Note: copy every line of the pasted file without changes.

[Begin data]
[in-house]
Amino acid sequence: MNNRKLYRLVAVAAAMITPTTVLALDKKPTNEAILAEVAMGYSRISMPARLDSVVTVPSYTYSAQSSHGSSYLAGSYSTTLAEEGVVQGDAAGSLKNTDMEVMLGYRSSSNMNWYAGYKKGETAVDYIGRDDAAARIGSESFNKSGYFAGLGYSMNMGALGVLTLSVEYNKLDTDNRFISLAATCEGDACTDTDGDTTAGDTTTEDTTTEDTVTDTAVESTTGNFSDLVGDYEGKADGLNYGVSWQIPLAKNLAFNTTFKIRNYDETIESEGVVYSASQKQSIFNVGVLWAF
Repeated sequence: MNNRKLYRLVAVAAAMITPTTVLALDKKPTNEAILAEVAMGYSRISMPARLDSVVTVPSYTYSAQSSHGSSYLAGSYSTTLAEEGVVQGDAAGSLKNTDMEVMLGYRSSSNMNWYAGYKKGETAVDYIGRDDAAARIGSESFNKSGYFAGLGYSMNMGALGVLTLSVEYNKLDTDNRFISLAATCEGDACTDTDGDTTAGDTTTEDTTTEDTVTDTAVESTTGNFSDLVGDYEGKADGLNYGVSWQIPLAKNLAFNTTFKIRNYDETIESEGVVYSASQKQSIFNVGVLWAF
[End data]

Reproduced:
[in-house]
Amino acid sequence: MNNRKLYRLVAVAAAMITPTTVLALDKKPTNEAILAEVAMGYSRISMPARLDSVVTVPSYTYSAQSSHGSSYLAGSYSTTLAEEGVVQGDAAGSLKNTDMEVMLGYRSSSNMNWYAGYKKGETAVDYIGRDDAAARIGSESFNKSGYFAGLGYSMNMGALGVLTLSVEYNKLDTDNRFISLAATCEGDACTDTDGDTTAGDTTTEDTTTEDTVTDTAVESTTGNFSDLVGDYEGKADGLNYGVSWQIPLAKNLAFNTTFKIRNYDETIESEGVVYSASQKQSIFNVGVLWAF
Repeated sequence: MNNRKLYRLVAVAAAMITPTTVLALDKKPTNEAILAEVAMGYSRISMPARLDSVVTVPSYTYSAQSSHGSSYLAGSYSTTLAEEGVVQGDAAGSLKNTDMEVMLGYRSSSNMNWYAGYKKGETAVDYIGRDDAAARIGSESFNKSGYFAGLGYSMNMGALGVLTLSVEYNKLDTDNRFISLAATCEGDACTDTDGDTTAGDTTTEDTTTEDTVTDTAVESTTGNFSDLVGDYEGKADGLNYGVSWQIPLAKNLAFNTTFKIRNYDETIESEGVVYSASQKQSIFNVGVLWAF